Hogsett, Shreve Address Issues Facing Black Community In First Mayoral Debate

Candidates for Indianapolis mayor, incumbent Democrat Joe Hogsett and Republican challenger Jefferson Shreve, shared their visions for the city at their first debate Sunday evening, which focused on important issues facing the Black community.

Both addressed wide-ranging topics, including policing and housing. They also fielded questions about food deserts, mental health, charter schools, and minority-owned businesses and city contracts.


Both candidates agreed more needs to be done to reverse the deficit of over 300 officers in the Indianapolis Metropolitan Police Department, and that veteran officers need to be retained, but each offered small differences in how they would prevent over-policing of the Black community and recruit officers from communities of color.

Hogsett, seeking a third term, boasted that during his administration all officers were equipped with body-worn cameras. He also emphasized the creation of a use of force policy, and that he oversaw the reformation of the Use of Force Review Board and General Orders Board, which now have citizen majorities.

Many of these changes were demanded by local activists and faith leaders in summer 2020 following the death of George Floyd.

These policy changes, Hogsett said, show that his administration listens to Black residents and that the city’s goal is to recruit more Black officers. 

But former council member Shreve said that the higher salary the council gave first and second year officers — up from $39,000 to $72,000 — would attract more recruits from Black and minority communities. He argued IMPD needs to prioritize compensating veteran officers more to retain talent. 

Both agreed that police-community relations need to improve. 

Shreve said implementing technology like dashboard cameras in patrol cars would more quickly help reach this goal. “But again, having that visible, not just responding-in-a-crisis presence is so crucial to that environment we need to create,” he said.

The mayor responded that the City County Council will be deciding on a dash cam budget in its 2024 budget in the coming weeks. “So to the extent that Jefferson believes it hasn’t been fast enough — it’s in the process of happening as we speak,” he said 

The debate was a partnership between The Recorder, the African American Coalition of Indianapolis (AACI) and Radio One.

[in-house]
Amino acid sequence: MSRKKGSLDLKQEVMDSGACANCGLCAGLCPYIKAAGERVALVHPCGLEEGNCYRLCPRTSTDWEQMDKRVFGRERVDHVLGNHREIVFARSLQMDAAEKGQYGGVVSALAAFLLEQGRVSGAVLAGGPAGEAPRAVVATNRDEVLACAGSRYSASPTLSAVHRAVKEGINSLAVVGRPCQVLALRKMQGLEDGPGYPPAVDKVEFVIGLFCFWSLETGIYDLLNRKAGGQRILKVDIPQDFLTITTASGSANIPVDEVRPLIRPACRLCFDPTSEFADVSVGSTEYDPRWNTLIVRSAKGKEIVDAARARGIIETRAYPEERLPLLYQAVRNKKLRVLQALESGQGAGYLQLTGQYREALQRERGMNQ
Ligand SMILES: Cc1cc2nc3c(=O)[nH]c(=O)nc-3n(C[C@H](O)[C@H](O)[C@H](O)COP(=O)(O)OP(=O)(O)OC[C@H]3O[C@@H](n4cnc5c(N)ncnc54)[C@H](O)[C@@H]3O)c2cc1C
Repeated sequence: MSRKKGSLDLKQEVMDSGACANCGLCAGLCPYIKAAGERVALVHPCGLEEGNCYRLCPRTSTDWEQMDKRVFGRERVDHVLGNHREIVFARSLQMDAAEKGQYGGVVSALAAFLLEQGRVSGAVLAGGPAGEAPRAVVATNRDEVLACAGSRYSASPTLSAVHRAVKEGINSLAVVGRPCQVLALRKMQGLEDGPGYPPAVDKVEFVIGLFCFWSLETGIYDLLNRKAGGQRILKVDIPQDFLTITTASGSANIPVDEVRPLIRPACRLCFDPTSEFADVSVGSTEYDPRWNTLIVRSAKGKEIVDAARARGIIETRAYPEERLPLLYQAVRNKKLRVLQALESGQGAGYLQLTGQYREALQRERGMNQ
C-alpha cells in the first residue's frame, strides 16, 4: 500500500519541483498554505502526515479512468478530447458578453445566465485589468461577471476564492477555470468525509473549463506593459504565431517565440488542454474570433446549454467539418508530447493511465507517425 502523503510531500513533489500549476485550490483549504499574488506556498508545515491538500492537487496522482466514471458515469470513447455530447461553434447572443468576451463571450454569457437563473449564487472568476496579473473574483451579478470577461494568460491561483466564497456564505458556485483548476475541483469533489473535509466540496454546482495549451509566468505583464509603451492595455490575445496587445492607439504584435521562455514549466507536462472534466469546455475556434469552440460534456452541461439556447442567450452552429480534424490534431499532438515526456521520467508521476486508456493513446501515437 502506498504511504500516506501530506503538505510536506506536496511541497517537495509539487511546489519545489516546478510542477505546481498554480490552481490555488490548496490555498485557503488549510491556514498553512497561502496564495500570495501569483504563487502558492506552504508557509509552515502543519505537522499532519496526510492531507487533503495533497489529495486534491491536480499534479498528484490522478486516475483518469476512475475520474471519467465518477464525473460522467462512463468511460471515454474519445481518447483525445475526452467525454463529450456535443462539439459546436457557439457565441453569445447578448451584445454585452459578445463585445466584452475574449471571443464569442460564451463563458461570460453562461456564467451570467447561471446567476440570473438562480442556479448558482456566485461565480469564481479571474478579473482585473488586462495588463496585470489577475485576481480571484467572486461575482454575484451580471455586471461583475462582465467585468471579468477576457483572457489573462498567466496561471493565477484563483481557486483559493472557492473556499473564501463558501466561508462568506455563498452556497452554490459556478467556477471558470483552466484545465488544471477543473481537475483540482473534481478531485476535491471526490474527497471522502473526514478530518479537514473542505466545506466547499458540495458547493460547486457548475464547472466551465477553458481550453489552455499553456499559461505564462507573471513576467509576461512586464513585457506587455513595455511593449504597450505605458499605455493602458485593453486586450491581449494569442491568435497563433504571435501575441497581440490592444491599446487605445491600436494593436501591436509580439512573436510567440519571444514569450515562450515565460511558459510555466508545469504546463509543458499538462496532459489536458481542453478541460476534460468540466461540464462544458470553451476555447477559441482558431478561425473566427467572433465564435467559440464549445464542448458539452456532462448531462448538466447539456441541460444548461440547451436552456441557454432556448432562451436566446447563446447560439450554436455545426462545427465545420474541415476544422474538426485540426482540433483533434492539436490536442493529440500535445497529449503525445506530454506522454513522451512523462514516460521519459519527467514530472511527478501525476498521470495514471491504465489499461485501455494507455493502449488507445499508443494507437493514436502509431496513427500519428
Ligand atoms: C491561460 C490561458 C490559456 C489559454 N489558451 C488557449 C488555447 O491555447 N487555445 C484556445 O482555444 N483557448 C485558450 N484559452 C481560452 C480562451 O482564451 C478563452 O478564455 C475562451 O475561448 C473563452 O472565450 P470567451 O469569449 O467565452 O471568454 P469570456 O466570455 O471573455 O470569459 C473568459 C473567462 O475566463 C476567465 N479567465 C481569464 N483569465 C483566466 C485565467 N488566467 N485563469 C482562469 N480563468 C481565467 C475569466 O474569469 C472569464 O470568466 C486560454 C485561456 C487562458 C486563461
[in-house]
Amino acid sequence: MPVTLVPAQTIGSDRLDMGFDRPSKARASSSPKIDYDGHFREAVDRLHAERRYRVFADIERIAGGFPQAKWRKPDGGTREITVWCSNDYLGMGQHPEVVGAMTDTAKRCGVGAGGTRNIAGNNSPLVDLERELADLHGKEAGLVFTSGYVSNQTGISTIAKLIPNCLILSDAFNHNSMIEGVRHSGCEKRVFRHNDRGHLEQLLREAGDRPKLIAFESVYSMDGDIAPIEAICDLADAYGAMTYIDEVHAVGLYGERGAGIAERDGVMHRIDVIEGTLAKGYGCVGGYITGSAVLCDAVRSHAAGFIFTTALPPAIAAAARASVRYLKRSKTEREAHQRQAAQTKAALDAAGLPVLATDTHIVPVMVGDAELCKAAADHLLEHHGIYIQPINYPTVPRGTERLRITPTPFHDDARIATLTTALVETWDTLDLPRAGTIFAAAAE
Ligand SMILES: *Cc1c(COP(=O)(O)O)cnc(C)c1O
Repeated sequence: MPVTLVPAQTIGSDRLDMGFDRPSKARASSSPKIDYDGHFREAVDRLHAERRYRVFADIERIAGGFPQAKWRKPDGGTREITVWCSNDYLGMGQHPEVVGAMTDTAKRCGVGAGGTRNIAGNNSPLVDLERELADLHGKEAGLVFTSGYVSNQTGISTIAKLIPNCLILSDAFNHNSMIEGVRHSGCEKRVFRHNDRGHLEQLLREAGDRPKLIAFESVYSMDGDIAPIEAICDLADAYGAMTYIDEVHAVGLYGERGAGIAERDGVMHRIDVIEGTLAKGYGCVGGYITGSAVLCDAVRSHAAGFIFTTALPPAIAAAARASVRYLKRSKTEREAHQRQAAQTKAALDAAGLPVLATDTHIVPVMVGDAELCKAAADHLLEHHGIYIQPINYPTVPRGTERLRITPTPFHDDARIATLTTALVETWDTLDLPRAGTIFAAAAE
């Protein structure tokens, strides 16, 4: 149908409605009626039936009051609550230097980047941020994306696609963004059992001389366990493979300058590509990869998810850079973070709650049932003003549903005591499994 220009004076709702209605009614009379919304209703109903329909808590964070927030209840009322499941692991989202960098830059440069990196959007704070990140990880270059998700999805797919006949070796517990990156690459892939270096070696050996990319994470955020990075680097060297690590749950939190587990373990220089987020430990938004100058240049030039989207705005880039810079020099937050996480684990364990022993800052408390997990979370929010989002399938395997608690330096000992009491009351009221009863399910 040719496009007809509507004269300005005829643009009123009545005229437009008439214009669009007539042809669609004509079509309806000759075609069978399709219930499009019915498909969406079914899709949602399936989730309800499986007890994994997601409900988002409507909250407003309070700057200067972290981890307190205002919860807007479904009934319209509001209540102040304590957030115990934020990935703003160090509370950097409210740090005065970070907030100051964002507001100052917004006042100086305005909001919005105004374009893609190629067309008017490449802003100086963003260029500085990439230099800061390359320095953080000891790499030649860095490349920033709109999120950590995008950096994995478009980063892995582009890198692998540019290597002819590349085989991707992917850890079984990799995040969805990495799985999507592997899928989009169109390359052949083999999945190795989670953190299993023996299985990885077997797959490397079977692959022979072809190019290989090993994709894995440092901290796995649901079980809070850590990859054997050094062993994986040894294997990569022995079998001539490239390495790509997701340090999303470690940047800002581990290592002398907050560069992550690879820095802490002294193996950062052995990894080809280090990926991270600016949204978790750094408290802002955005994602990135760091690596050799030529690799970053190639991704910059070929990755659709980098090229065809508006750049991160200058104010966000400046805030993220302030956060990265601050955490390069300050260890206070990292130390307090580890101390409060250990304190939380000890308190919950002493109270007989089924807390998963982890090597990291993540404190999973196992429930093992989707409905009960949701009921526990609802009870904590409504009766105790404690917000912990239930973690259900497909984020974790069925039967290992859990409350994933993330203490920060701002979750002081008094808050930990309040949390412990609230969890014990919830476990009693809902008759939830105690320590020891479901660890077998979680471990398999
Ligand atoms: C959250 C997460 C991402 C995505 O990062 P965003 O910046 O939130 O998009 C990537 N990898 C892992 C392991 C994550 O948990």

Affordable housing

Marion County renters are paying hundreds of dollars more per month since the pandemic started, according to multiple reports. But when asked about gentrification, high rent and increasing taxes, the candidates primarily focused on homeowners instead of renters. 

Shreve said he thinks investment in neighborhoods and retaining longtime residents through limiting the property tax increases that accompany rising home values, especially those on a fixed income, is one way he would pursue that. 

Hogsett said that they’re already working on a plan to help longtime residents remain in their homes. They’re currently testing that program in Riverside — residents 55 or older who lived in the house for 10 or more years qualify for property-tax relief — and that he plans to expand the program if it’s successful.

The moderators also echoed a question many people have: how are Joe Hogsett and Jefferson Shreve different? They look alike and have some similar policies, they said. 

The mayor pointed to his accident taking the trash out the previous week. “I’m the one with the busted lip,” Hogsett said. “I’d like to continue to lead [Indianapolis] out of the pandemic.” 

Shreve would leverage his business connections while engaging the council and mayors from surrounding counties.

This debate underscored many of those similarities, but the two candidates still distinguished themselves on certain topics in the span of an hour. 

The Indianapolis Recorder livestreamed the debate on their Facebook and YouTube pages. Three watch parties were organized at churches and community organizations across the city.

The next debate is Oct. 23 on WISH-TV Channel 8.

The election is Nov. 7. Early voting begins Wednesday.

Contact investigative reporter Zak Cassel at zcassel@wfyi.org and follow him on X: @zakcassel_

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